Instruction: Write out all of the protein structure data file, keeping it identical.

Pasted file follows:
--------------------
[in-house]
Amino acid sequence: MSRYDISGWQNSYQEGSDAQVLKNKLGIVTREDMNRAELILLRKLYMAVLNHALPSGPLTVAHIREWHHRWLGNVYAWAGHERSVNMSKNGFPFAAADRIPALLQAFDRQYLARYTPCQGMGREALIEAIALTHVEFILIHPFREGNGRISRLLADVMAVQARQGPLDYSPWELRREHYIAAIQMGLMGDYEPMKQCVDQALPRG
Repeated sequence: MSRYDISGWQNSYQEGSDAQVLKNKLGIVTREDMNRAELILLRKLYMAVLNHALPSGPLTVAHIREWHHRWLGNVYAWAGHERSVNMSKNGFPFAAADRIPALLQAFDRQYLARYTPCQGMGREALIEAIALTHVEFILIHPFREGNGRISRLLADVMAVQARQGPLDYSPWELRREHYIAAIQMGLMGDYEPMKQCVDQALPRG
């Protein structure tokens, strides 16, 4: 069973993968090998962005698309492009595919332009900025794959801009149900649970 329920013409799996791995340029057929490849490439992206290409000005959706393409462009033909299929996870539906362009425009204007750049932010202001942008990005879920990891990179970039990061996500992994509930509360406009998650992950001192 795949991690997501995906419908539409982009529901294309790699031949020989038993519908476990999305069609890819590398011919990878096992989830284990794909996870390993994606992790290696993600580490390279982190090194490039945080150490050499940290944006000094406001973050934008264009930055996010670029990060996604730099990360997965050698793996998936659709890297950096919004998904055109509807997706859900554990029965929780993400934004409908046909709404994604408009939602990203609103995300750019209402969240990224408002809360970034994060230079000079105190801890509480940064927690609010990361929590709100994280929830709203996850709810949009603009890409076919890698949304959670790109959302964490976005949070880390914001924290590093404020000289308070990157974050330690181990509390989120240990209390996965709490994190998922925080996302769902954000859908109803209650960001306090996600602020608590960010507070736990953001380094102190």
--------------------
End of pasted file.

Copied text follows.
[in-house]
Amino acid sequence: MSRYDISGWQNSYQEGSDAQVLKNKLGIVTREDMNRAELILLRKLYMAVLNHALPSGPLTVAHIREWHHRWLGNVYAWAGHERSVNMSKNGFPFAAADRIPALLQAFDRQYLARYTPCQGMGREALIEAIALTHVEFILIHPFREGNGRISRLLADVMAVQARQGPLDYSPWELRREHYIAAIQMGLMGDYEPMKQCVDQALPRG
Repeated sequence: MSRYDISGWQNSYQEGSDAQVLKNKLGIVTREDMNRAELILLRKLYMAVLNHALPSGPLTVAHIREWHHRWLGNVYAWAGHERSVNMSKNGFPFAAADRIPALLQAFDRQYLARYTPCQGMGREALIEAIALTHVEFILIHPFREGNGRISRLLADVMAVQARQGPLDYSPWELRREHYIAAIQMGLMGDYEPMKQCVDQALPRG
């Protein structure tokens, strides 16, 4: 069973993968090998962005698309492009595919332009900025794959801009149900649970 329920013409799996791995340029057929490849490439992206290409000005959706393409462009033909299929996870539906362009425009204007750049932010202001942008990005879920990891990179970039990061996500992994509930509360406009998650992950001192 795949991690997501995906419908539409982009529901294309790699031949020989038993519908476990999305069609890819590398011919990878096992989830284990794909996870390993994606992790290696993600580490390279982190090194490039945080150490050499940290944006000094406001973050934008264009930055996010670029990060996604730099990360997965050698793996998936659709890297950096919004998904055109509807997706859900554990029965929780993400934004409908046909709404994604408009939602990203609103995300750019209402969240990224408002809360970034994060230079000079105190801890509480940064927690609010990361929590709100994280929830709203996850709810949009603009890409076919890698949304959670790109959302964490976005949070880390914001924290590093404020000289308070990157974050330690181990509390989120240990209390996965709490994190998922925080996302769902954000859908109803209650960001306090996600602020608590960010507070736990953001380094102190």